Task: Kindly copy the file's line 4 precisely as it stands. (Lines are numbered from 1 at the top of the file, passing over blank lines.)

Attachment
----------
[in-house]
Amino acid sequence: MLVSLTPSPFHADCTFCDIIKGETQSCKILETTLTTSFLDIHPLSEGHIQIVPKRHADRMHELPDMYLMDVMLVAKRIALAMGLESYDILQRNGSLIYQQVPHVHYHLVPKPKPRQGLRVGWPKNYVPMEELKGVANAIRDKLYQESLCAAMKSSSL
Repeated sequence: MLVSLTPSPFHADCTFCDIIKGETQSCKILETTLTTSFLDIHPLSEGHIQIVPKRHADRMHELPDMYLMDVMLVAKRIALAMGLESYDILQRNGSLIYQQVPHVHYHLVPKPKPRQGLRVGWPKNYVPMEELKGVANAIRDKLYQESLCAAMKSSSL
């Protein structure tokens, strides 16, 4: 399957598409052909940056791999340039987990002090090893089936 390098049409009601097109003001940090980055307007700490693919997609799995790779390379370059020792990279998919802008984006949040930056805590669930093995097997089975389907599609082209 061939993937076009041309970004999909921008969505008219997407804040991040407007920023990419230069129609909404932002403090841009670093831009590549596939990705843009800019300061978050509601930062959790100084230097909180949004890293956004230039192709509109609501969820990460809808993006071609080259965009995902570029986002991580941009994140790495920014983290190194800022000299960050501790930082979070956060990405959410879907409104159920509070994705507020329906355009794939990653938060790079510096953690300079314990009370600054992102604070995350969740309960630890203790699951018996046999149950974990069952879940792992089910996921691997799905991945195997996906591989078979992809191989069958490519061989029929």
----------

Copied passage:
């Protein structure tokens, strides 16, 4: 399957598409052909940056791999340039987990002090090893089936 390098049409009601097109003001940090980055307007700490693919997609799995790779390379370059020792990279998919802008984006949040930056805590669930093995097997089975389907599609082209 061939993937076009041309970004999909921008969505008219997407804040991040407007920023990419230069129609909404932002403090841009670093831009590549596939990705843009800019300061978050509601930062959790100084230097909180949004890293956004230039192709509109609501969820990460809808993006071609080259965009995902570029986002991580941009994140790495920014983290190194800022000299960050501790930082979070956060990405959410879907409104159920509070994705507020329906355009794939990653938060790079510096953690300079314990009370600054992102604070995350969740309960630890203790699951018996046999149950974990069952879940792992089910996921691997799905991945195997996906591989078979992809191989069958490519061989029929």